Why Cover Letters Count

If you want to improve your odds, you cannot forget your cover letter.Ever wondered if you should bother writing a cover letter to send with your resume? You’re not alone.  Join me over at Careerealism where I am answering the question “Why Cover Letters Count.”

Convinced? Find out more with ”9 Ways to Get Your Cover Letter Read.”

 

Kristin S. Johnson CARW, CCMC, CJSS, COPNS, CG3C, 360 
Reach Analyst Profession Direction, LLC 
www.ProfessionDirection.com

5 Deep Thoughts for Getting the Most from Your Job Search in 2014

Deep Thoughts on Wisconsin Ice

Photo courtesy of Wisconsin DNR

Blogging is a lot like working out. If you get out of the habit, it’s easy to stay out of the habit. Taking a week off because you are sick turns into a week of being sick, plus another week because you’ve got so much to catch up on, plus maybe another week because of some other random excuse, and so on. The longer you stay away from it, the harder it is to pick it back up. Maybe you think that it is going to be too hard to begin again, instead of telling yourself that it’s okay to encounter a setback and just get back into the habit.

For a while now, I’ve been out of the habit of blogging (and exercising, too, but that’s another story). I keep putting off getting restarted. “I have to get my new website contents finished.” “I have to update my e-Book first.” “I have to floss my teeth first.” The excuses did become a little ridiculous after a while.

But recently, I have had some deep thoughts that have been too helpful in my life not to share with you. They aren’t Stuart Smalley deep. They are real, life-changing deep.

In general, I’m a very sensitive, deep person. Yes, I do have my silly, fun-loving side, but I really do think very introspectively about what is happening in my life and in the lives of those around me. Sometimes, I share these ponderings on my blog or on my Facebook page, but I do tend to avoid being overly serious or “woo-woo.” Also, the need to give practical, easy-to-implement advice often overrides emotional revelations.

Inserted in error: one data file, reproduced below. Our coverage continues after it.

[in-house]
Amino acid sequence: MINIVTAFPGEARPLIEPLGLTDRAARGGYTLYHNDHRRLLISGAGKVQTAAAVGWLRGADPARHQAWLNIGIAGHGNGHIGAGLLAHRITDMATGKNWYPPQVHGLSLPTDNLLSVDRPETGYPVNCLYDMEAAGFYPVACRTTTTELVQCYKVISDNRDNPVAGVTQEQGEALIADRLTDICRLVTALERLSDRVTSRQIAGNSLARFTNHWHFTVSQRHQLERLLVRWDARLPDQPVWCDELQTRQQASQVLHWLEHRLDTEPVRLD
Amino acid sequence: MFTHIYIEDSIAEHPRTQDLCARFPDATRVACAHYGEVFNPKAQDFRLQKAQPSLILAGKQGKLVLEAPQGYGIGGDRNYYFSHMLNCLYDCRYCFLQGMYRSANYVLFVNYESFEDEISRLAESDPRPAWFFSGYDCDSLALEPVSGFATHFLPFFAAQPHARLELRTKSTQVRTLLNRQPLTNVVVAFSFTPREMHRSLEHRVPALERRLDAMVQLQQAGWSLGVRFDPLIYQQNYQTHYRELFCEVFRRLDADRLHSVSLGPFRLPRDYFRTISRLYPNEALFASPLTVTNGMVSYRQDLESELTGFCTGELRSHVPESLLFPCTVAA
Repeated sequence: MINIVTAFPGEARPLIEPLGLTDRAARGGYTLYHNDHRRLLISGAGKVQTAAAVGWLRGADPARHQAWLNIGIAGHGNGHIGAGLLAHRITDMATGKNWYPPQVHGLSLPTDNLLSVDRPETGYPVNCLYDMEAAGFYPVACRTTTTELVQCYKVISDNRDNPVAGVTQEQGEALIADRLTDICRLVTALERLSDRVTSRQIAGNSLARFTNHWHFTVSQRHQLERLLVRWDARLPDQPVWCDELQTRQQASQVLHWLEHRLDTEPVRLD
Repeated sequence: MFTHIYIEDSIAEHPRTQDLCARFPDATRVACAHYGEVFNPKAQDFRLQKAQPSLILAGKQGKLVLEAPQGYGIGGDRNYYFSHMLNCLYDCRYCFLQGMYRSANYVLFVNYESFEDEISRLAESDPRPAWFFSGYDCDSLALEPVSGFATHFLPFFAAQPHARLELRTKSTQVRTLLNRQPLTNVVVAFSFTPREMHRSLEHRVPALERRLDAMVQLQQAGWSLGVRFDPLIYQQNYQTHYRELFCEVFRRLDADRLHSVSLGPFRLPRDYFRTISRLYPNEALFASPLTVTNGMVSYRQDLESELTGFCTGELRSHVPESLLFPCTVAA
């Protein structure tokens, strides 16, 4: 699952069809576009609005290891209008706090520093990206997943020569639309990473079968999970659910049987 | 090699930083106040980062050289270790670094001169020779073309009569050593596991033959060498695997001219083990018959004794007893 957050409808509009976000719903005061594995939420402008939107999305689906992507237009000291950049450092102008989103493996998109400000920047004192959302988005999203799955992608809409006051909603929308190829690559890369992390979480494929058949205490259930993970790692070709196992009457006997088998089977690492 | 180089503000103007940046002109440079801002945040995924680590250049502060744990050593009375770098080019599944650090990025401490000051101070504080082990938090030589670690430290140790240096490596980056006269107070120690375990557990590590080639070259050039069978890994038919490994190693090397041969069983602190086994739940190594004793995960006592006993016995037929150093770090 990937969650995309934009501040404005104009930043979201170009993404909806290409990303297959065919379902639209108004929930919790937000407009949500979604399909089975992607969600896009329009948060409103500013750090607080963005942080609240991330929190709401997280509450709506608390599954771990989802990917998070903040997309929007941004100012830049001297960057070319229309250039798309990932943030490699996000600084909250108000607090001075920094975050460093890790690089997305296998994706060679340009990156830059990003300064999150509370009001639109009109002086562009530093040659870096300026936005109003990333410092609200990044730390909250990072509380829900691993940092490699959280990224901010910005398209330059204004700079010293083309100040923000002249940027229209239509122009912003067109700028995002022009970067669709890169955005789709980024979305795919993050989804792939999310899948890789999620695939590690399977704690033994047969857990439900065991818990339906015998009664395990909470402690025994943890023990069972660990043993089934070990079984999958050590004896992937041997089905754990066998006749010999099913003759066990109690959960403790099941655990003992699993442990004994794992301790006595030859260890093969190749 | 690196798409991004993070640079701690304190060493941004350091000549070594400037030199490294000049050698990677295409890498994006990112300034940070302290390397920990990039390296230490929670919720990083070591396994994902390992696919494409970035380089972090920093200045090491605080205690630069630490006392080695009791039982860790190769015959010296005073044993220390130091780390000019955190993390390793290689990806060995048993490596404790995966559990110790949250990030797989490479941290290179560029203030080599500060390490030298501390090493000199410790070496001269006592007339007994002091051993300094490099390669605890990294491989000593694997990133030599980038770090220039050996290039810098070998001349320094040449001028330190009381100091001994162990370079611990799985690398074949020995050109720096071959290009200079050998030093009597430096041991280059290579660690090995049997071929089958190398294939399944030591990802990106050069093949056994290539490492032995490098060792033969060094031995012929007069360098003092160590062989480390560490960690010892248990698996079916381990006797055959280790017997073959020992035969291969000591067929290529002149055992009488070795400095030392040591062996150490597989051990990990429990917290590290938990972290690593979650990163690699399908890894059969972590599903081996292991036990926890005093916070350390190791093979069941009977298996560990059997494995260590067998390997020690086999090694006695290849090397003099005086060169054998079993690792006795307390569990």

This is going to be one of my more contemplative posts. It is the end of the year, after all, when people are thinking about what they have accomplished, what they would have done differently, and what goals they have in the upcoming year. Plus, I’ve had a lot of time to think lately.

A few weeks ago, I fractured my wrist. While it was extremely painful, I did have a lot of fun leading up to the injury. I had gone ice-skating with some friends and my daughter. As a girl, I was quite a good figure skater. My father had been a hockey coach at St. Norbert College when I was very little. So, I was practically born with ice skates on.

When I got older, my priorities changed, and I stopped skating. I was better than most, but I wasn’t that good, after all. Before my recent venture out onto the ice, it had been probably 15 years since I skated. But, I couldn’t resist when it came to my attention that a friend had never been ice-skating. Of course, I wanted to show off a little.

How invigorating stepping back out onto the ice! I was just getting comfortable skating backwards, doing crossovers, and doing a few spins. But I quickly learned that my balance isn’t what it used to be. An attempt to do a fancier spin quickly ended in a fall.